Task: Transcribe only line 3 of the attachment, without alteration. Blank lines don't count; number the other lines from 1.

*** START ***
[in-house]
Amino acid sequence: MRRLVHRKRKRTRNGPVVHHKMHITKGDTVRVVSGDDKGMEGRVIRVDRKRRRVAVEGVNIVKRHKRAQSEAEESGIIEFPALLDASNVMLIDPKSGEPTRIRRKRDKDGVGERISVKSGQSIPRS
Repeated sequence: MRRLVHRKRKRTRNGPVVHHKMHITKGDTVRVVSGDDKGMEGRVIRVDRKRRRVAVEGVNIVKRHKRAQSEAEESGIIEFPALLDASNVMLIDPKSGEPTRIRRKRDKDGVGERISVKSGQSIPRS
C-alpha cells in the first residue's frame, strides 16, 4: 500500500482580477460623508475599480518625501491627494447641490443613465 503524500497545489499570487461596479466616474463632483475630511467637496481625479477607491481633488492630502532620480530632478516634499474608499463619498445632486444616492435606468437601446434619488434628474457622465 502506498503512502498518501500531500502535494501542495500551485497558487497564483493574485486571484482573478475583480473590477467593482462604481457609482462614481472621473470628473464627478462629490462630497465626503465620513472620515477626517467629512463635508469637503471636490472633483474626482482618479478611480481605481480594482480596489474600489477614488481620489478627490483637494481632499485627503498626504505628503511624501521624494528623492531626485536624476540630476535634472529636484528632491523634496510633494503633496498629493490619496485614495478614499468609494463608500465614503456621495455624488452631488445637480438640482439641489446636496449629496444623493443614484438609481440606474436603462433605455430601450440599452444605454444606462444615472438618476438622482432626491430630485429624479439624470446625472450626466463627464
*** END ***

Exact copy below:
Repeated sequence: MRRLVHRKRKRTRNGPVVHHKMHITKGDTVRVVSGDDKGMEGRVIRVDRKRRRVAVEGVNIVKRHKRAQSEAEESGIIEFPALLDASNVMLIDPKSGEPTRIRRKRDKDGVGERISVKSGQSIPRS